Women close pay gap but earnings lose ground to inflation
Thursday 22 November 2012
The pay gap between male and female workers has fallen below 10 per cent for the first time, according to official figures.
The difference between men's and women's median hourly pay, excluding overtime, fell from 10.5 per cent to 9.6 per cent during the year to April 2012, the Office for National Statistics (ONS) said.
But both sexes were worse off in real terms as wage packets rose by just half the rate of inflation over the last year.
In April 2012 average gross weekly earnings for full-time employees were £506, up just 1.5 per cent from £498 in 2011. This took the average full-time wage to £26,500.
It left workers nursing real-terms pay cuts as the official Consumer Prices Index benchmark stood at 3 per cent in April.
Xenios Thrasyvoulou, founder of online freelance marketplace PeoplePerHour, said: "Women may be starting to win the battle of the sexes, but the workforce as a whole is losing the battle with inflation. Wage increases are not keeping pace with the rising cost of living."
However, the figures revealed a narrowing in the gap between the highest and lowest-paid employees. In the year to April, the basic hourly earnings excluding overtime of the most well paid 10 per cent of full-timers fell by 0.2 per cent, whereas those in the bottom 10 per cent saw an increase of 2.3 per cent.
London came top of the pay table with average weekly earnings of £653, rising to £917 in the City. This was more than double the £453 a week picked up by full-time workers in Wales, the lowest-paid region.
The figures also showed that the average, part-time hourly wage increased by just 1p to £8.01 over the past year.
Around one in five part-time workers earned £6.30 an hour or less, compared with the national minimum wage of £6.19 an hour, while two out of five earned less than the so-called living wage of £7.45.
More than one in 100 workers is paid less than the minimum wage with 287,000 jobs paying less than the legal benchmark, according to the ONS.
Young people were more likely to be paid less than the minimum wage than older workers, with 18,000 16 and 17-year-olds, or 6.5 per cent, paid less than £3.68 an hour.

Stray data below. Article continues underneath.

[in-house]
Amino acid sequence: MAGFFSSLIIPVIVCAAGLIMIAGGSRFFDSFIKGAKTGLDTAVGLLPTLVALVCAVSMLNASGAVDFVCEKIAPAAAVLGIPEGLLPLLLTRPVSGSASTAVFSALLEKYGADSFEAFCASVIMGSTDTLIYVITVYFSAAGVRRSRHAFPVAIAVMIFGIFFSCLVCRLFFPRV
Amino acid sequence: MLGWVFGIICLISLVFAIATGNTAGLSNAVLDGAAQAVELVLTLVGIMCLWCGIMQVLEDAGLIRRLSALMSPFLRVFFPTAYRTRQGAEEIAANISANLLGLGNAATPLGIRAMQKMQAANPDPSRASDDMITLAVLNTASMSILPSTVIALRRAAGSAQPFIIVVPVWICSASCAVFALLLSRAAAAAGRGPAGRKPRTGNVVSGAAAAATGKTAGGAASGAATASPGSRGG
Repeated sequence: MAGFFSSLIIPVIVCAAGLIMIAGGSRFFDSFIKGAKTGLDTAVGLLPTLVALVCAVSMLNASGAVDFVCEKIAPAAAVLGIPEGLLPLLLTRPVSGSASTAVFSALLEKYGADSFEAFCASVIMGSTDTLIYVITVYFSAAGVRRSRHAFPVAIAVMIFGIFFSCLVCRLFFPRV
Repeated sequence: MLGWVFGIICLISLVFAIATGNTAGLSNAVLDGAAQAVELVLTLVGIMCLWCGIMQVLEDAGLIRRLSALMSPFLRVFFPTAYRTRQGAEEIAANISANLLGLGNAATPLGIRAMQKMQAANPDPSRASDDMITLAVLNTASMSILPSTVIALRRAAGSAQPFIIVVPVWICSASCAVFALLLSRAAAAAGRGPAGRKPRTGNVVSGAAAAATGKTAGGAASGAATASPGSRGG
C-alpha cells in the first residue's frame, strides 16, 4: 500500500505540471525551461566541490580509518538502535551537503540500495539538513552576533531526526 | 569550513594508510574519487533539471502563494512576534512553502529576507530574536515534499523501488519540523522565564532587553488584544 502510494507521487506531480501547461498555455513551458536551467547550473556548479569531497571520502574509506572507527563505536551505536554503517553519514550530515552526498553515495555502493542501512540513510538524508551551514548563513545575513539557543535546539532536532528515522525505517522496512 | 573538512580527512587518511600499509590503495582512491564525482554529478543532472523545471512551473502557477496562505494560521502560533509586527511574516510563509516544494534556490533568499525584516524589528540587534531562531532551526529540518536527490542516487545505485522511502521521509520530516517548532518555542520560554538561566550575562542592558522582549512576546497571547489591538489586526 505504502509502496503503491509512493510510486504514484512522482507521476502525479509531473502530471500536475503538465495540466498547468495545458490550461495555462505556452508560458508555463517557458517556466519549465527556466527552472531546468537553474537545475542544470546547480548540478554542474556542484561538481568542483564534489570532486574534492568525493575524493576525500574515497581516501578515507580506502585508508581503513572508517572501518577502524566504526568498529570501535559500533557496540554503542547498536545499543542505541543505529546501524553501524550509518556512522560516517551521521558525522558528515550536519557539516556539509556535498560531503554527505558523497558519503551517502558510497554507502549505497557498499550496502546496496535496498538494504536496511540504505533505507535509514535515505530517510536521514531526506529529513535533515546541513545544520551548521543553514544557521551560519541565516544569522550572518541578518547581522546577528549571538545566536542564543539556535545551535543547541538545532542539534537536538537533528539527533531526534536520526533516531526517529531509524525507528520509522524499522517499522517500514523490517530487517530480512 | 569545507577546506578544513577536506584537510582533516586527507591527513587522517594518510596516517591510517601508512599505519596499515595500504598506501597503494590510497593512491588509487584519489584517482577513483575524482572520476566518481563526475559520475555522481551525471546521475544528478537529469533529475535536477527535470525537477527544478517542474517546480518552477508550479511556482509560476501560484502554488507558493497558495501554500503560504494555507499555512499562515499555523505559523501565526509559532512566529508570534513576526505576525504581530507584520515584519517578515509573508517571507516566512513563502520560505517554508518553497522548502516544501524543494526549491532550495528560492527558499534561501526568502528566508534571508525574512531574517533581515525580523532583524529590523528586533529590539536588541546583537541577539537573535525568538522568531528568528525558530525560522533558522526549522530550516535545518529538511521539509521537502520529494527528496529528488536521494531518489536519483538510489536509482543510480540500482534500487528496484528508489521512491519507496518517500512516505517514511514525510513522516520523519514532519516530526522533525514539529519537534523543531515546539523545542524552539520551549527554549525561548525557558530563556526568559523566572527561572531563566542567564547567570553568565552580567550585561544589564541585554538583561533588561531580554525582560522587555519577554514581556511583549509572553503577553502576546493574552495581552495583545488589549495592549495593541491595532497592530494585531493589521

- 1 Double chins could be 'cured' without surgery or dieting using new injection
- 2 The BBC has just done more to eradicate ‘terrorism’ than all our wars since 9/11
- 3 Dog thinks owner is drowning in lake, dives in and tries to pull him out
- 4 Thank heavens for Louise Mensch and her foul-mouthed tweets to world leaders
Saudi preacher who 'raped and tortured' his five -year-old daughter to death is released after paying 'blood money'
Greece elections: Greek PM Alexis Tsipras takes aim at 'neo-liberal' Europe as country gears up for prolonged austerity battle
Auschwitz liberation 70th anniversary: Woman sent to three Nazi death camps describes surviving gas chamber
Chilling drone footage captures Auschwitz ahead of 70th anniversary of liberation
Prince Philip set to be knighted by Australia: Celebrate by reading his greatest gaffes
'We would evict Queen from Buckingham Palace and allocate her council house,' say Greens
French court convicts three over homophobic tweets, in case hailed as a 'significant victory' by LGBT rights campaigners
Greece elections: Syriza and EU on collision course after election win for left-wing party
British Muslim school children suffering a backlash of abuse following Paris attacks
Islamic history is full of free thinkers - but recent attempts to suppress critical thought are verging on the absurd
British grandmother Lindsay Sandiford faces execution by firing squad in Indonesia
iJobs Money & Business
£16500 - £16640 per annum: Recruitment Genius: This fast growing Finance compa...
£30000 - £32000 per annum + benefits : Ashdown Group: A highly successful, int...
£18000 - £20000 per annum: Recruitment Genius: This rapidly expanding business...
£25 - 28k + Bonus: Guru Careers: An In-house / Internal Recruiter is needed to...